1. You consider 4 o’clock the best time of the day.
When 4pm hits, the country comes to a halt, and the blood glucose levels of its inhabitants goes bonkers. The kids are off school, so it’s snack time (l’heure du goûter) for them, and apparently everyone else. The ritual in my neck of the woods is to get a third of a fresh baguette, cut it in half lengthwise, and spread some salted butter and strawberry jam on it. It doesn’t get much better than that.
2. You don’t believe bread makes you fat.
No respectable French person, whether they’re a dietician, a nutritionist, or a lingerie model, should utter such nonsense. Bread is delicious and healthy (I’m not talking about Wonder Bread here, people, I’m talking about the real handmade-with-love deal), so there’s no way it can be responsible for such evil doings as making me put on pounds. That whole thing is just a conspiracy against the best people on the planet: bakers.
3. A full mug of coffee can make you cry tears of joy.
In France, if you go to the ‘café’ and ask, very appropriately, for a cup of Joe (“un café, s’il vous plaît!”), you only get a thimble-worth of the stuff. Now, if you love coffee, that’s just not enough. You don’t want to admit it, but the only place where you can get an honorable amount of caffeine is Starbucks. Unfortunately (or not), there are very few of them in France, so until café owners get themselves some properly sized cups, you’ll have to remain miserable, or go abroad.
4. Your wallet is gigantic.
It’s not like you have much choice. Your driver’s licence (pink and made of the thickest blotting paper on the planet) is 3in wide and 4.5in long, and so is your ID card. Only French wallets can handle that kind of ridiculous.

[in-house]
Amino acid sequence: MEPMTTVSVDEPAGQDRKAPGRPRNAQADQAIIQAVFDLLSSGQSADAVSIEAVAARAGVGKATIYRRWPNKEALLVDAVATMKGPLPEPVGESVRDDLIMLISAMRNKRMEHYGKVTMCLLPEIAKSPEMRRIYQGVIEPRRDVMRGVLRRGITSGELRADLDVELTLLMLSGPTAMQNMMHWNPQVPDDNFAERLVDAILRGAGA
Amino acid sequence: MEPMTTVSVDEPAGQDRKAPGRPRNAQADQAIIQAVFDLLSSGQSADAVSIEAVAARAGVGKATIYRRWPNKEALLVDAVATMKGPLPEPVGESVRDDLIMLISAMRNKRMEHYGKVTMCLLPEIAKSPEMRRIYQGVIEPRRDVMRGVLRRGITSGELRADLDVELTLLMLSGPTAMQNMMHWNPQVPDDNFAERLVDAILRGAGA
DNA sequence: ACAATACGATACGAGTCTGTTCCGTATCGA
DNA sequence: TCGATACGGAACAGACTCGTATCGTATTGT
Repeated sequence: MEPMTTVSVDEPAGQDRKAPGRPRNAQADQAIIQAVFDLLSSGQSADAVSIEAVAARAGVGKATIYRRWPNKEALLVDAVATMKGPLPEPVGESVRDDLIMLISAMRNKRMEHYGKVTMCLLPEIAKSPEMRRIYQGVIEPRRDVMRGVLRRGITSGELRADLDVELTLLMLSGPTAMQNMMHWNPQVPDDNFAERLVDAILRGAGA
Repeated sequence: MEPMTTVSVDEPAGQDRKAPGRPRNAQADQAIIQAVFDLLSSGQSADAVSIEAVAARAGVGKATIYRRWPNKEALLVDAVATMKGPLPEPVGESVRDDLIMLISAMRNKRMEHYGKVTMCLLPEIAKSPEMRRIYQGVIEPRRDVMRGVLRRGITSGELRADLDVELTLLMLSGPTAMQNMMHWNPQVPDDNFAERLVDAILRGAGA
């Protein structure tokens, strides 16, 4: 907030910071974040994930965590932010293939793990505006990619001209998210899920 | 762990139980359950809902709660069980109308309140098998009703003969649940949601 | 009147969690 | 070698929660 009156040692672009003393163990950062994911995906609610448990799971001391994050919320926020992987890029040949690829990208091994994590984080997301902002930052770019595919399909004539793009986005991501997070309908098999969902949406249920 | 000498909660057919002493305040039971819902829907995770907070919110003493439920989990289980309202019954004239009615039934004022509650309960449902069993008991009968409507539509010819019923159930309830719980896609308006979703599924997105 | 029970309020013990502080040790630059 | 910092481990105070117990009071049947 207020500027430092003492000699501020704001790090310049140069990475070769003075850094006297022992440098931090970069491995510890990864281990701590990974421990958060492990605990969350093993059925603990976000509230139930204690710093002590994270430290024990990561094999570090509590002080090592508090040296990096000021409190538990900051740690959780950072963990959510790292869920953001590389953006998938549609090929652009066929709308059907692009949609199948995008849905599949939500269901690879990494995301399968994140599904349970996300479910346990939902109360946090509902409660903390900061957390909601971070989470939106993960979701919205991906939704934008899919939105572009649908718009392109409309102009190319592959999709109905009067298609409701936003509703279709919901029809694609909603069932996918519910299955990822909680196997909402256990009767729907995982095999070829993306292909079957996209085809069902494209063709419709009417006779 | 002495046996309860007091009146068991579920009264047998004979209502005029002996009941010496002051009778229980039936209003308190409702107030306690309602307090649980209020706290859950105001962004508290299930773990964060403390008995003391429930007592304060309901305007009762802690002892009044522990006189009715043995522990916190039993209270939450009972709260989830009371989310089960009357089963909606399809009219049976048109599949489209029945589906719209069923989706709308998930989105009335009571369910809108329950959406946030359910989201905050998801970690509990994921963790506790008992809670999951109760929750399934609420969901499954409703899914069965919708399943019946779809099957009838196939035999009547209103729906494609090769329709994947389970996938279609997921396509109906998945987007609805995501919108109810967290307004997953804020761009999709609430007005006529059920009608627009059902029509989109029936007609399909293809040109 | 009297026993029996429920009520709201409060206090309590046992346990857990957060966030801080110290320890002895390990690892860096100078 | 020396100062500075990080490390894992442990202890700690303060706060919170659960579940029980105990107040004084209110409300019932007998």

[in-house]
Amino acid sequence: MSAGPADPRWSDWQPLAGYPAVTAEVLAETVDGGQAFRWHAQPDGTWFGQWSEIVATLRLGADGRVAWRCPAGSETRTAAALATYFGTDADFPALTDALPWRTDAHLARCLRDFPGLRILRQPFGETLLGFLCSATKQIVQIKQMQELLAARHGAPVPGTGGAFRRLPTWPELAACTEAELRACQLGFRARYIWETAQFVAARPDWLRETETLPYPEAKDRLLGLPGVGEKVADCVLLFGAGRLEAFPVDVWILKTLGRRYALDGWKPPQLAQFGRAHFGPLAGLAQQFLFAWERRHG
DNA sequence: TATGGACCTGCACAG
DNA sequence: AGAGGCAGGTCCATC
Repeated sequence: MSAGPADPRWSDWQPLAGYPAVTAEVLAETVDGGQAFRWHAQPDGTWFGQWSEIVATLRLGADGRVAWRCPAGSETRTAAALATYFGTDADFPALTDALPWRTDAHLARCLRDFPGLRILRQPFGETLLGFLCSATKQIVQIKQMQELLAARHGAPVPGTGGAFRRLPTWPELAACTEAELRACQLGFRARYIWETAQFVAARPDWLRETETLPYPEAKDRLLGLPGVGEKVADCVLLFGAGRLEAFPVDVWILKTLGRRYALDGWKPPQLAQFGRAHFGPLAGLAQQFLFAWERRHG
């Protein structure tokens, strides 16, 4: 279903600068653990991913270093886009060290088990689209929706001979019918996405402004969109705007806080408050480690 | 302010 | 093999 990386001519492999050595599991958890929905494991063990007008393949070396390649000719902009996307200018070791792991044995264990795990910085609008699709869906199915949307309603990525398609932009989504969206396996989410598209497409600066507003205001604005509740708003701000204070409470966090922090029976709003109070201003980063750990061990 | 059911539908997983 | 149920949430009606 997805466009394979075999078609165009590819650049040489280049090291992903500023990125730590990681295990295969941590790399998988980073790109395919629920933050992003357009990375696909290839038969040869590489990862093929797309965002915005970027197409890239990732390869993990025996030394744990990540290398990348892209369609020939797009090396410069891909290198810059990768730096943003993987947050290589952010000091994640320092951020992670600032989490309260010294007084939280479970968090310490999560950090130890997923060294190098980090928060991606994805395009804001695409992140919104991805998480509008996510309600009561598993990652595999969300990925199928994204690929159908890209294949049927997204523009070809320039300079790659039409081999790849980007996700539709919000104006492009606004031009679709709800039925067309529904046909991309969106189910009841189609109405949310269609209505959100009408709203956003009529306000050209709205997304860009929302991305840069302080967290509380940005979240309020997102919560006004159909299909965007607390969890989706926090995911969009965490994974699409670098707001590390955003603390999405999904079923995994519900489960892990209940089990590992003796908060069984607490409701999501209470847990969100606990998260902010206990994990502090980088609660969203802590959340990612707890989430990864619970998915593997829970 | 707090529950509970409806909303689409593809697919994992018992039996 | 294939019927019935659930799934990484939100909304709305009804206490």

5. You know what cheese withdrawal feels like.
When it comes to cheese, we’ve got one rule in France: the stinkier, the better. I know it seems appalling, but it’s a very accurate gauging system. For most French people living abroad, the lack of variety among cheeses is nothing short of tragic. Whenever someone asks me if I’d like some cheddar, my heart sinks, and I pray for that horrid block of orange crap to turn into a foul-smelling camembert.
6. You’ve never experienced customer service.
It was not until you left the country that you realized some businesses actually cared about their customers. In France, if the store closes at 5pm, at 4:50pm the metal blind is halfway down the front door, and the staff is vacuuming between your feet. You don’t count on a smile either; it’s not in anyone’s contract to be pleasant.
7. You have no college debt.
This is one of the many perks of being French; you pay next to nothing to attend university, which means you don’t end up with hundreds of thousands of dollars of debt when you reach 25. Yay to high taxes and national solidarity![/mn_slideshow_slide]
8. You smoke.
Let’s be honest, the stereotype of the French person chain smoking is very close to reality. There are exceptions, of course — for example, I’m a non-smoker, but I’m the only one of all my French friends who doesn’t smoke (breastfeeding moms included). Everybody seems to give it a try as a teenager, and most people just get hooked for good, despite the rising price of cigarettes (the cheapest pack of 20 now costs 6.5 Euros).
9. You know what a ‘Minitel’ is.
That was one hell of a French invention! The Minitel is the ancestor of the internet connection. That thing looked like a small PC in a funky beige/brown colour combination and allowed you to make train reservations, look up a phone number (very much like an online directory), and access porn! In 1982! 3615 ULLA was the code to have a hot conversation with some sexy lady…
10. You speek like zees.
Your English can be grammatically perfect, but your accent remains as thick as the layer of butter on your 4pm snack. It’s not your fault — there’s not much you can do about it — but be aware that your pronunciation of “little,” “Worcestershire sauce,” “sourdough,” etc., is how everyone can figure out you were born and raised in France in a split second.
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